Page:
This Anna Blake blog post followed by this Anna Blake blog post (god, she’s fantastic) came at the perfect time for me. The outdoor footing has continued to deteriorate and as expected by week 3 Henry and I were both extra reluctant about arena work. We’d pulled out obstacles, we’d gone bareback and used two different saddles, we’d used a hackamore, a snaffle, and a halter, we’d done ground work and been at liberty. He was feeling like his sticky old self and my motivation was failing. I see him cavorting in the pastures, some days running hard (with perfect self-carriage) for 30 minutes or more, covering ground, having a blast. But then I get him in the arena and think ‘more leg’! and get nothing but tired resistance. Henry is not lame or in pain.
The second thought, if a horse isn’t forward, has to be the rider. To use your own indelicate term, are you lazy? Is your energy low? Your body restrictive or uncommunicative? Does your energy tend toward frustration rather than enthusiasm? Are you the one who’s not forward?
Probably. (Definitely.) I adopted a very green horse as a very timid re-rider, and from the beginning what I did to him was say “NOOOOOO MY GOD WE ARE GOING TO DIE” every time he went forward at all in a way that made me uncomfortable, which was basically any way other than a halt or easy walk or trot. I told him forward was bad. My hands and seat said “do that and you will be punished.” So here I am 2.5 years of education later, trying to fix it.
If the horse is quick, tense, and hollow, the rider must adjust her energy to embody quiet confidence and safety, soft sit bones and lots of exhaling to cue relaxation. Make simple, steady transitions that are easily rewarded, show him the way back to forward balance and rhythm.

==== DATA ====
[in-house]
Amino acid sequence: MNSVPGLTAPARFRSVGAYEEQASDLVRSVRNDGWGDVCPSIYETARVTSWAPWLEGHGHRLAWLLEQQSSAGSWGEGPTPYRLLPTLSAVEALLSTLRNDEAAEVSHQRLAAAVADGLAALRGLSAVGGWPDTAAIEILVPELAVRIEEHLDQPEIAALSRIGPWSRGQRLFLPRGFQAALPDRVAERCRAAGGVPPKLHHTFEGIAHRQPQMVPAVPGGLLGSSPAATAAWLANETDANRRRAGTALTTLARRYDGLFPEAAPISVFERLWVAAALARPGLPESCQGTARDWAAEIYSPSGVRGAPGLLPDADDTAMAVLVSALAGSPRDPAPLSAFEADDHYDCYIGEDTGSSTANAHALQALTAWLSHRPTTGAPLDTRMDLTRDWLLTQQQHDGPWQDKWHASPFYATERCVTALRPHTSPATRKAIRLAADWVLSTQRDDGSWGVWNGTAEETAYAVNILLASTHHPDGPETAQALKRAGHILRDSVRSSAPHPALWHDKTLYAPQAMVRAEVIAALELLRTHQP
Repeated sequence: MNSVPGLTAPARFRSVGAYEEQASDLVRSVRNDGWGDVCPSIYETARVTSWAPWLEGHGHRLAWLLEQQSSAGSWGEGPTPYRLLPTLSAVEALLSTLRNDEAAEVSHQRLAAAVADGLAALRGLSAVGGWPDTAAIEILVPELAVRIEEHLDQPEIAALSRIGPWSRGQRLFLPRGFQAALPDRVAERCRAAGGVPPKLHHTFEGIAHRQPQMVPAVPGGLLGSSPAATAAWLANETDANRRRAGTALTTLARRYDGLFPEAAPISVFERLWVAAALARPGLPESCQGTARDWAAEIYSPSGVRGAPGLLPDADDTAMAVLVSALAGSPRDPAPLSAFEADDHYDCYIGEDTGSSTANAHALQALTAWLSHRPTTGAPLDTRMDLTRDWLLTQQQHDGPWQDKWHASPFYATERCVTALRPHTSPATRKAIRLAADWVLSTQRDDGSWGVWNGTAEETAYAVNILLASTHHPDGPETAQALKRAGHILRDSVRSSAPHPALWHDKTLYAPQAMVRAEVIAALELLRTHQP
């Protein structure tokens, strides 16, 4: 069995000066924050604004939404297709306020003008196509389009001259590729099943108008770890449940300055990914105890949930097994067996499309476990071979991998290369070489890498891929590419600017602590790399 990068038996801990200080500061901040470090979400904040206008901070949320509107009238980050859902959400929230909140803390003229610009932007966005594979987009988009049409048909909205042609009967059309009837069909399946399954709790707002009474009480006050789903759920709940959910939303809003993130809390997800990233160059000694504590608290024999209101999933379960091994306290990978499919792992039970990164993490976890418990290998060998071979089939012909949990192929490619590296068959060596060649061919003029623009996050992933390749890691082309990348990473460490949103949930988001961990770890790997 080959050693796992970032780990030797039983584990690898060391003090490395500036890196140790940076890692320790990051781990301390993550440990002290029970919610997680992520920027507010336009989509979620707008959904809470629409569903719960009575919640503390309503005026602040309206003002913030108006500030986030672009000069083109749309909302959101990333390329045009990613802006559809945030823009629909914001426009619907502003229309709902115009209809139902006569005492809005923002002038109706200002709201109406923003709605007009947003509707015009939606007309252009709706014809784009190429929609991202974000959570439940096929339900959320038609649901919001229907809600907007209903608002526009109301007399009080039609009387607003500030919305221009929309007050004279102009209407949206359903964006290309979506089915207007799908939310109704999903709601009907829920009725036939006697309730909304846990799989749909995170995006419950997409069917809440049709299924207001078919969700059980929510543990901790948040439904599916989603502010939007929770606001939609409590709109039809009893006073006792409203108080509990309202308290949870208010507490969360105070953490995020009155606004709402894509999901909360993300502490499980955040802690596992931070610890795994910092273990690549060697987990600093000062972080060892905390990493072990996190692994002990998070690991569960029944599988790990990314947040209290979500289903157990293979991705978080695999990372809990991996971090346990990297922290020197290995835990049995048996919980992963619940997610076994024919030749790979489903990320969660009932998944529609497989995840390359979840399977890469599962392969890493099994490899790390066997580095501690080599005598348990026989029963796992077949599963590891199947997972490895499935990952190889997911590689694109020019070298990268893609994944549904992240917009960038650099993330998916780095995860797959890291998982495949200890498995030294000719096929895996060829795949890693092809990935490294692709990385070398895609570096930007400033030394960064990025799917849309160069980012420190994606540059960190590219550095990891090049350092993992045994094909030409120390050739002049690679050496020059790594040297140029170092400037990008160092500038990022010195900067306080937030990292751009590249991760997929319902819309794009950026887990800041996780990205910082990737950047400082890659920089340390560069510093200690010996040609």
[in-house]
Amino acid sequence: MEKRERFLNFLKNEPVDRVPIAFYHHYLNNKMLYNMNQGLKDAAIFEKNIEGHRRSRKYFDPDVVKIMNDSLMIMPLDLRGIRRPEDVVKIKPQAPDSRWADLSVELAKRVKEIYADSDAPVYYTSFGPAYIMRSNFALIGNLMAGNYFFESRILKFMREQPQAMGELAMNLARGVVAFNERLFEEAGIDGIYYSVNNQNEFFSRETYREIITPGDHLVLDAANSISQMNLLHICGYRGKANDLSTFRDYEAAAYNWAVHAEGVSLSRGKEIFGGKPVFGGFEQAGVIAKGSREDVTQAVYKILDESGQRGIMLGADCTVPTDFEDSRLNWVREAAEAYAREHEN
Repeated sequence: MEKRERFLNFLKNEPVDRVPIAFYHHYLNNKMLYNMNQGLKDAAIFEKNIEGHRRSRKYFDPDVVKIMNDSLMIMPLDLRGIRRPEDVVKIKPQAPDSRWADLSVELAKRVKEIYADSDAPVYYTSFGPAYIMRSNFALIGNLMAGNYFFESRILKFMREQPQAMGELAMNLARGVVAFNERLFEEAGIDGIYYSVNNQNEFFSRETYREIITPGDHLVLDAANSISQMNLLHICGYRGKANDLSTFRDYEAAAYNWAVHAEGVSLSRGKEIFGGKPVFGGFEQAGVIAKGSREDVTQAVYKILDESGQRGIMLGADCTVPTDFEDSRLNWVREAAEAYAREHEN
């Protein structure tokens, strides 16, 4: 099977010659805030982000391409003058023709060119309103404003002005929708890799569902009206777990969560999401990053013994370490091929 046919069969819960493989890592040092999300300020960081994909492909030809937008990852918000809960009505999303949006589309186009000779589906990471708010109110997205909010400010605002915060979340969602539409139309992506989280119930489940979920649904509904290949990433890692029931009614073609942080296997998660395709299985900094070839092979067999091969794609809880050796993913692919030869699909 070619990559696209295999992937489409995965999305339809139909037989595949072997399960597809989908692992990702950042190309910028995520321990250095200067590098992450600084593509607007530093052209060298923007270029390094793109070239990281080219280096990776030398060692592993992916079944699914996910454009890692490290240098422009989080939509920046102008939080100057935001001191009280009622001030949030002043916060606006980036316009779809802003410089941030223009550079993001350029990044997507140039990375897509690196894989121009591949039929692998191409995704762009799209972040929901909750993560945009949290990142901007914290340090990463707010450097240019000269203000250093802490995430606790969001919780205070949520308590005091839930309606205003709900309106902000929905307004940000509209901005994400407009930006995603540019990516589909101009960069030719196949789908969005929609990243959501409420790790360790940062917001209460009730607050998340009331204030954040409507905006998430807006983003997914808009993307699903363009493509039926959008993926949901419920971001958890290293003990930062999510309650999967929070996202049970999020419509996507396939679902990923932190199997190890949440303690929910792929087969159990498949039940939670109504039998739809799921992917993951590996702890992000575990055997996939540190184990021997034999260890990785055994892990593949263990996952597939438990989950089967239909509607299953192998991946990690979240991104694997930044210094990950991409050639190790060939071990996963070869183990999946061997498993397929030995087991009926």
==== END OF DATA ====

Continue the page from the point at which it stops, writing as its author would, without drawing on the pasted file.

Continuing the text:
If the horse is heavy and slow, the rider must adjust her energy again; check yourself first. Be honest about stiffness in your own body, and any judgment or restriction in your mind. Are you riding like someone who’s been made to feel wrong every day of her life? Are you looking for something to punish or something to cheer? Can you be Ginger Rogers to his Fred Astaire and then vice versa?
Start here: Put a smile on your face and crank up the music. Remind yourself that you love horses.
Oh, Anna. You are a goddess.
I pulled off his bridle. I asked my partner to come up to the arena and “be a cow.” We chased him around barrels and over plywood bridges and across lodgepole pine cavaletti. He tossed his head and swished his tail and I did everything I could to make my body say YES, YES, YES. We go forward! You can even canter if you want! Put your head down – there’s no way for me to freak out and yank on it because my overly-active imagination thinks you are going to buck! (You never buck.)
We have so much to work on. Winter is long and mud season feels longer, and the arena for now is our only destination. So I’m glad for the far-off teachers who take the time to instruct us with their generous writing and unending kindness, giving us ideas and exercises and encouragement when those of us on lonely dirt roads are at the end of our ropes. For the foreseeable future I will be doing at least a portion of each ride with no bridle, focusing on my own lightness and gratitude and enthusiasm. I’ll crank terrible pop music that makes me want to dance and try to continue to communicate that I’m sorry for all the times he said yes and I said NO WAY, JOSÉ. I’ll find whatever cow equivalents (or maybe, god forbid, actual cows) help open us up and drive us forward.
And I’ll keep listening for more whispers from the greats, trickling through the internet tubes.